Rocket Lab tested its parachute system on a live booster for the first time

“We basically simulated the highest load case, where we drop a fully weighted dummy stage out of the sky and accelerate it to the highest load point and then pop the canopy,” Rocket Lab CEO, Peter Beck, said during a company webcast in August.

Two and a half minutes and 80 vertical kilometers after Thursday’s launch, the Electron’s two stages are scheduled to separate with the cargo-laden second stage continuing its journey into orbit while the first stage shuts down and coasts into a fall back down the gravity well. To ensure the safety of the cargo in the second stage, the two rocket portions will operate independently, Beck explained, including the guidance and reaction control systems. However, though the first stage will gently splash down back on Earth, the second stage will be traveling at thousands of kilometers per hour, far too fast to be recovered. Instead, after releasing its payload the second stage will traverse a highly elliptical orbit around the planet for about four weeks before it slips into a reentry trajectory and burns up in the atmosphere. 

While coasting, the first stage’s reaction control system is blasting out puffs of gas to reorient the booster 180 degrees the other way — the ideal angle for reentry and exposing the vehicle’s heat shield. When it sheds its fiery cloak of atmosphere, the first stage will be travelling at sub-Mach 2 speeds and will deploy its drogue parachute before firing off its main parachutes a few kilometers above the water. Once the booster rocket has safely splashed down, a retrieval vessel will hustle out to collect it before it sinks and tow it back to land for inspection and analysis.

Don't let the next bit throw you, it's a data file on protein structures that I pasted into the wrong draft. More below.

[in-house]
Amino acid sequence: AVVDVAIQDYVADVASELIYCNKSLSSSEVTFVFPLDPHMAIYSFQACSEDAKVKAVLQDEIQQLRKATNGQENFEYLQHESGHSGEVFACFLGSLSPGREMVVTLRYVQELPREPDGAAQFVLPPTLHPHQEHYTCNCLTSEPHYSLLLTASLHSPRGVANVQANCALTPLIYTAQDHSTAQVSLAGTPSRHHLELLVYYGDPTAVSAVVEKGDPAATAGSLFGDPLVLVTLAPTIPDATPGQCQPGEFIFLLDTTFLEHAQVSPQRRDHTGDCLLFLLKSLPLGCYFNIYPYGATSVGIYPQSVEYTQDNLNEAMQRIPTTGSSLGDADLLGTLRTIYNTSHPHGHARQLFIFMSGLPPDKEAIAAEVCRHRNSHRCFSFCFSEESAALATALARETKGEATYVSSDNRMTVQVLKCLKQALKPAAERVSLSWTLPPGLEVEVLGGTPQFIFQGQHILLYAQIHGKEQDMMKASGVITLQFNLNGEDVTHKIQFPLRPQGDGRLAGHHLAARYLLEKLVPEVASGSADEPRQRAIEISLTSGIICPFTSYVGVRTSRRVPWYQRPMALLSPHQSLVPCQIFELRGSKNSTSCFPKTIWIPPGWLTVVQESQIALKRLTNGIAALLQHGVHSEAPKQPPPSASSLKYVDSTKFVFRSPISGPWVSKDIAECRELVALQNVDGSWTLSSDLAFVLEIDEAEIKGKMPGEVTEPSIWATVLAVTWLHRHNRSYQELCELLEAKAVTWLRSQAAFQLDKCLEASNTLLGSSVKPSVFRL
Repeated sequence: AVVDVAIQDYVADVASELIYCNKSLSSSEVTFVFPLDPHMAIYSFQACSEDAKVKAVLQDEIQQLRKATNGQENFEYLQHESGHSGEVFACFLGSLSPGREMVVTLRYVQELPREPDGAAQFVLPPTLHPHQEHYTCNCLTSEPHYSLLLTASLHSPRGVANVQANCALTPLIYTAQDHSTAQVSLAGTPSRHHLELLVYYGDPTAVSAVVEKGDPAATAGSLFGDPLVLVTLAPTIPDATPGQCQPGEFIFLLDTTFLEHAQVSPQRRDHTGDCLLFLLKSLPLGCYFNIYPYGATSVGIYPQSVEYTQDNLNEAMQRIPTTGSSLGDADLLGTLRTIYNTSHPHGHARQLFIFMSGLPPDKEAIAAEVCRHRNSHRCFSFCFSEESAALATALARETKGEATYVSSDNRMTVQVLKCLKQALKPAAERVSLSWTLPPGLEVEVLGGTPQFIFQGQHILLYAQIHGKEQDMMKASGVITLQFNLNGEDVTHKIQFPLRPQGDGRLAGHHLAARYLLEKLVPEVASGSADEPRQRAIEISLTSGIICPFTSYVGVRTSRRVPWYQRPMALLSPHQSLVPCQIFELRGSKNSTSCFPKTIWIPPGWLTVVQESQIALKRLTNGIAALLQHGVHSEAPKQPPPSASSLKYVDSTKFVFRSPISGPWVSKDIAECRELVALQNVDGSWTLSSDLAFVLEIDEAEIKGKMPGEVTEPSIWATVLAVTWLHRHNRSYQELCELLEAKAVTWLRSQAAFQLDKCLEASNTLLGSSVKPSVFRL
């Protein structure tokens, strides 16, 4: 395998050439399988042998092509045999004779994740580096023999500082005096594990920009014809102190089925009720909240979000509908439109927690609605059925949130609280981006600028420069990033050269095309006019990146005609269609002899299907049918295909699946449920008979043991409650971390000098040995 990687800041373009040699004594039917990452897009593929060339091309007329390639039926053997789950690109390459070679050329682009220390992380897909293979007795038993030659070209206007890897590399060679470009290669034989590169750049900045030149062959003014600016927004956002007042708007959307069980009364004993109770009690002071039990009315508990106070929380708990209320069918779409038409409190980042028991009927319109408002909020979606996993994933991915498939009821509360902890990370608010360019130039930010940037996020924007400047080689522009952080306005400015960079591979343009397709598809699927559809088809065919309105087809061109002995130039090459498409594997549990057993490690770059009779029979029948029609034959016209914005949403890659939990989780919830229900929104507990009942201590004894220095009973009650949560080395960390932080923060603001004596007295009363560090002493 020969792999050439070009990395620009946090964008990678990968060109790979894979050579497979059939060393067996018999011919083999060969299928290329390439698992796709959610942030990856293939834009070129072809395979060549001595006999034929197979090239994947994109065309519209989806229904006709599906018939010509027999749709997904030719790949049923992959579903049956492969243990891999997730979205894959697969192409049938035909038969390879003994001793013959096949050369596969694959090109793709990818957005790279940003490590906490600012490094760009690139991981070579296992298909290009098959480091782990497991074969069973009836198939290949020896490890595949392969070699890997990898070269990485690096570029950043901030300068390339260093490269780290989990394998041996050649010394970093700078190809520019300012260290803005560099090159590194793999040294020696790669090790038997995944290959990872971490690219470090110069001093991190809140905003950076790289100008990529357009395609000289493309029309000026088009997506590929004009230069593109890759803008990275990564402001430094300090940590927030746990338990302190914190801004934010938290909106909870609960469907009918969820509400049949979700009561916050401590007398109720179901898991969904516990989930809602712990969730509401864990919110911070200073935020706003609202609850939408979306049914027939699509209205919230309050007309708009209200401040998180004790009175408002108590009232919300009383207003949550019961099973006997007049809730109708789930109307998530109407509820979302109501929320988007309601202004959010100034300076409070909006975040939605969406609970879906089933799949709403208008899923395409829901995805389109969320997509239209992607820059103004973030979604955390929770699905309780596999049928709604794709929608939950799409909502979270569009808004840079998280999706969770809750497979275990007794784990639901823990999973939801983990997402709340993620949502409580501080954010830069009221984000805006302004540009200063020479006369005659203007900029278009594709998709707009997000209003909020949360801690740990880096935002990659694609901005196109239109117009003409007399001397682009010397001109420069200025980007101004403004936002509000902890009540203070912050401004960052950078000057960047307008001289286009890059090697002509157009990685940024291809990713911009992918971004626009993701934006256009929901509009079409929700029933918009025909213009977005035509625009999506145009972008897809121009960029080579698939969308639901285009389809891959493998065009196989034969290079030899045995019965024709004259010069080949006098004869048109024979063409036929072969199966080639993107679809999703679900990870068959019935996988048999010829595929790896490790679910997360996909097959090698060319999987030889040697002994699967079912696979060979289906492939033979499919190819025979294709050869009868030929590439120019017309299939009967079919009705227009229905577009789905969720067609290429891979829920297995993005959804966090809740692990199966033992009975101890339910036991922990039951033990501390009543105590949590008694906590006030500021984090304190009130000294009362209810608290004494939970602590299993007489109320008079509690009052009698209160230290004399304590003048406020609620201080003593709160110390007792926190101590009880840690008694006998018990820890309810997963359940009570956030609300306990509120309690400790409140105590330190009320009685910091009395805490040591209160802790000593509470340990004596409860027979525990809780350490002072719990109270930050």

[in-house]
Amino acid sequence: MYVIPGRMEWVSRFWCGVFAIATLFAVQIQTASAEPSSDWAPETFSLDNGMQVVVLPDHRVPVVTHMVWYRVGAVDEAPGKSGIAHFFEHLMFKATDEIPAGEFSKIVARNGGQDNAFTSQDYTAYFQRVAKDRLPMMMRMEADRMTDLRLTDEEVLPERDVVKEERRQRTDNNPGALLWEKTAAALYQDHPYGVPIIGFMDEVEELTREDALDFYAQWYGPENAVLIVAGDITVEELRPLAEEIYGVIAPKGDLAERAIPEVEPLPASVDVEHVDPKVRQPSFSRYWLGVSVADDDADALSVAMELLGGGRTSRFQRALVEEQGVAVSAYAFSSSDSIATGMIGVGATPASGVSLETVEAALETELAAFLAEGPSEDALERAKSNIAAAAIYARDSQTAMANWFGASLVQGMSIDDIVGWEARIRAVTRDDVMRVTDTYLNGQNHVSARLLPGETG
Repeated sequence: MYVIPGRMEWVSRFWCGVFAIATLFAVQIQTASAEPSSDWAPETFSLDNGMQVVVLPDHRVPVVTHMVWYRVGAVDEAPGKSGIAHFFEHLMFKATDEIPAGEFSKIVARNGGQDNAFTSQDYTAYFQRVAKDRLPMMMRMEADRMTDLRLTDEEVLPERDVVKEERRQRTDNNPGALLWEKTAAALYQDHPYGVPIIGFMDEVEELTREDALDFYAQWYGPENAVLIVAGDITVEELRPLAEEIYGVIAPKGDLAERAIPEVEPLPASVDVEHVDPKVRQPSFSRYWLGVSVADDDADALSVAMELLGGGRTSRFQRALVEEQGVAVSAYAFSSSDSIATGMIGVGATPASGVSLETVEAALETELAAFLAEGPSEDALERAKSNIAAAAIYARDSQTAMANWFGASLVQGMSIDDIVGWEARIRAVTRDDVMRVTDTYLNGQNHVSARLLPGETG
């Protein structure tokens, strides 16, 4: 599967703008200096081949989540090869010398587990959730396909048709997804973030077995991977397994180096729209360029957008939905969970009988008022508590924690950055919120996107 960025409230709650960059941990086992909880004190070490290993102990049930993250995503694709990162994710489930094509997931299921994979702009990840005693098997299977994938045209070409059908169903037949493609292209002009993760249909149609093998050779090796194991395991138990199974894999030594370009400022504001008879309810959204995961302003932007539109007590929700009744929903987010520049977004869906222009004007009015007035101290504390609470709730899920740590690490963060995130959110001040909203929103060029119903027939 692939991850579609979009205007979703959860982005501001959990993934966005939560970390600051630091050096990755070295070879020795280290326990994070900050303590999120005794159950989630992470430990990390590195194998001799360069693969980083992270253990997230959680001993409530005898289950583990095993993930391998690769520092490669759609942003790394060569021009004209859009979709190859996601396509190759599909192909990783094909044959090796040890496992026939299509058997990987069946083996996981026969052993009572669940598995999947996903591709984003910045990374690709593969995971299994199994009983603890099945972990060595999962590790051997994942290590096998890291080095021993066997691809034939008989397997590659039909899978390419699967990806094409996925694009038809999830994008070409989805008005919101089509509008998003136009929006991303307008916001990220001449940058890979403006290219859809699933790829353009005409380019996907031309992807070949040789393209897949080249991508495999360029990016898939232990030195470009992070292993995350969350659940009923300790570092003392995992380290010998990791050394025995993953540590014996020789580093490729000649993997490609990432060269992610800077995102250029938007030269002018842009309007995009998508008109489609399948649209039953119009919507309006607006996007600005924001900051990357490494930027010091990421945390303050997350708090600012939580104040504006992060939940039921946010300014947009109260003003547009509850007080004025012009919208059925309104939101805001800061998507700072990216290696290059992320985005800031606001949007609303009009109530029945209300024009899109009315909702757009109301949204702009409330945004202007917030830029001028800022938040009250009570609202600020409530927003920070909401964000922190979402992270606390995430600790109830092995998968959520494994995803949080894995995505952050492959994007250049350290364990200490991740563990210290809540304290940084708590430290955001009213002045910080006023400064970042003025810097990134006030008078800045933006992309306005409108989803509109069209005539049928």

“If we can get one back and into the factory, we’ll see what we’ve got. It could be something in great condition, or it could be something in really bad condition,” Beck told Engadget. “There’s no doubt there will be a tremendous number of modifications that we’ll be able to do to make the system really feasible.” Once the team concludes its analysis, understands the system’s limits and everything looks good, Rocket Lab’s next step will attempt a mid-air retrieval using a helicopter and a live first stage rocket. No date for that test has been set yet.